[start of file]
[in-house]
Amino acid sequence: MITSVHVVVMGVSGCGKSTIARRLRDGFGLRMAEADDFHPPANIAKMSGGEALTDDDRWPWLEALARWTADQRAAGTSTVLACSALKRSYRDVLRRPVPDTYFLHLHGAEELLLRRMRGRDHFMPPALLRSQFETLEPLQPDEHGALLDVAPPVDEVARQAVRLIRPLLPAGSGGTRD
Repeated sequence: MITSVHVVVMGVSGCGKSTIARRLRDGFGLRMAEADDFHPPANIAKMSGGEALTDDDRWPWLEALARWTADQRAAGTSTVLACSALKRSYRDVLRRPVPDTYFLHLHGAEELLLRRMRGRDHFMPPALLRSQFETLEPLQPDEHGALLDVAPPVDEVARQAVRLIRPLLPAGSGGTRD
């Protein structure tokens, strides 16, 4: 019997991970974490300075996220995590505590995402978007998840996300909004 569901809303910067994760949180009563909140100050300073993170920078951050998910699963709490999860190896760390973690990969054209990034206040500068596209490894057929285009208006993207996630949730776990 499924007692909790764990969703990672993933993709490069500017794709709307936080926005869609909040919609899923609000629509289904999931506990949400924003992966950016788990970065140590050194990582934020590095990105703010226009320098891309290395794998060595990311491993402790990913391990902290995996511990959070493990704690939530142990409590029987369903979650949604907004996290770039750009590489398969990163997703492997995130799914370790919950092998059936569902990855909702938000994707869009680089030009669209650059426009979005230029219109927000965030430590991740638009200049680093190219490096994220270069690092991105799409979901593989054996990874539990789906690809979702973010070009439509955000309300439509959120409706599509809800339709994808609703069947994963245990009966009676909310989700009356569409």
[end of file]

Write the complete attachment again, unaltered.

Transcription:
[in-house]
Amino acid sequence: MITSVHVVVMGVSGCGKSTIARRLRDGFGLRMAEADDFHPPANIAKMSGGEALTDDDRWPWLEALARWTADQRAAGTSTVLACSALKRSYRDVLRRPVPDTYFLHLHGAEELLLRRMRGRDHFMPPALLRSQFETLEPLQPDEHGALLDVAPPVDEVARQAVRLIRPLLPAGSGGTRD
Repeated sequence: MITSVHVVVMGVSGCGKSTIARRLRDGFGLRMAEADDFHPPANIAKMSGGEALTDDDRWPWLEALARWTADQRAAGTSTVLACSALKRSYRDVLRRPVPDTYFLHLHGAEELLLRRMRGRDHFMPPALLRSQFETLEPLQPDEHGALLDVAPPVDEVARQAVRLIRPLLPAGSGGTRD
């Protein structure tokens, strides 16, 4: 019997991970974490300075996220995590505590995402978007998840996300909004 569901809303910067994760949180009563909140100050300073993170920078951050998910699963709490999860190896760390973690990969054209990034206040500068596209490894057929285009208006993207996630949730776990 499924007692909790764990969703990672993933993709490069500017794709709307936080926005869609909040919609899923609000629509289904999931506990949400924003992966950016788990970065140590050194990582934020590095990105703010226009320098891309290395794998060595990311491993402790990913391990902290995996511990959070493990704690939530142990409590029987369903979650949604907004996290770039750009590489398969990163997703492997995130799914370790919950092998059936569902990855909702938000994707869009680089030009669209650059426009979005230029219109927000965030430590991740638009200049680093190219490096994220270069690092991105799409979901593989054996990874539990789906690809979702973010070009439509955000309300439509959120409706599509809800339709994808609703069947994963245990009966009676909310989700009356569409």